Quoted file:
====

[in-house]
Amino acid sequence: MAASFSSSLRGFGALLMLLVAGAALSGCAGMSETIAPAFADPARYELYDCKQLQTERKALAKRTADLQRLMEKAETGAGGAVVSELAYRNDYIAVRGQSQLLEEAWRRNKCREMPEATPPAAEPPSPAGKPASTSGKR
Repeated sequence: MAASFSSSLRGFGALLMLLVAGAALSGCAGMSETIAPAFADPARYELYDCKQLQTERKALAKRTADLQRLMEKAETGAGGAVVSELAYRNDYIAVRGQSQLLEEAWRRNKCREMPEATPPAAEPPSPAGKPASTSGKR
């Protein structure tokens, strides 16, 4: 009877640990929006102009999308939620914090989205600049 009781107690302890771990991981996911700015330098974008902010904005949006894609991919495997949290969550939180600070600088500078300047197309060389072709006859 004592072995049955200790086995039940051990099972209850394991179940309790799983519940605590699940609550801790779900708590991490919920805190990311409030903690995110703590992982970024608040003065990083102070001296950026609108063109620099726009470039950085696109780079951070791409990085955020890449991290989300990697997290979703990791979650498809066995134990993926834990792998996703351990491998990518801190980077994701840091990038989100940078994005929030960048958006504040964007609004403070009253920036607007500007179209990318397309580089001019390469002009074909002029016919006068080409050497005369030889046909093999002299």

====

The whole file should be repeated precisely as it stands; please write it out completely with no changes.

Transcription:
[in-house]
Amino acid sequence: MAASFSSSLRGFGALLMLLVAGAALSGCAGMSETIAPAFADPARYELYDCKQLQTERKALAKRTADLQRLMEKAETGAGGAVVSELAYRNDYIAVRGQSQLLEEAWRRNKCREMPEATPPAAEPPSPAGKPASTSGKR
Repeated sequence: MAASFSSSLRGFGALLMLLVAGAALSGCAGMSETIAPAFADPARYELYDCKQLQTERKALAKRTADLQRLMEKAETGAGGAVVSELAYRNDYIAVRGQSQLLEEAWRRNKCREMPEATPPAAEPPSPAGKPASTSGKR
């Protein structure tokens, strides 16, 4: 009877640990929006102009999308939620914090989205600049 009781107690302890771990991981996911700015330098974008902010904005949006894609991919495997949290969550939180600070600088500078300047197309060389072709006859 004592072995049955200790086995039940051990099972209850394991179940309790799983519940605590699940609550801790779900708590991490919920805190990311409030903690995110703590992982970024608040003065990083102070001296950026609108063109620099726009470039950085696109780079951070791409990085955020890449991290989300990697997290979703990791979650498809066995134990993926834990792998996703351990491998990518801190980077994701840091990038989100940078994005929030960048958006504040964007609004403070009253920036607007500007179209990318397309580089001019390469002009074909002029016919006068080409050497005369030889046909093999002299």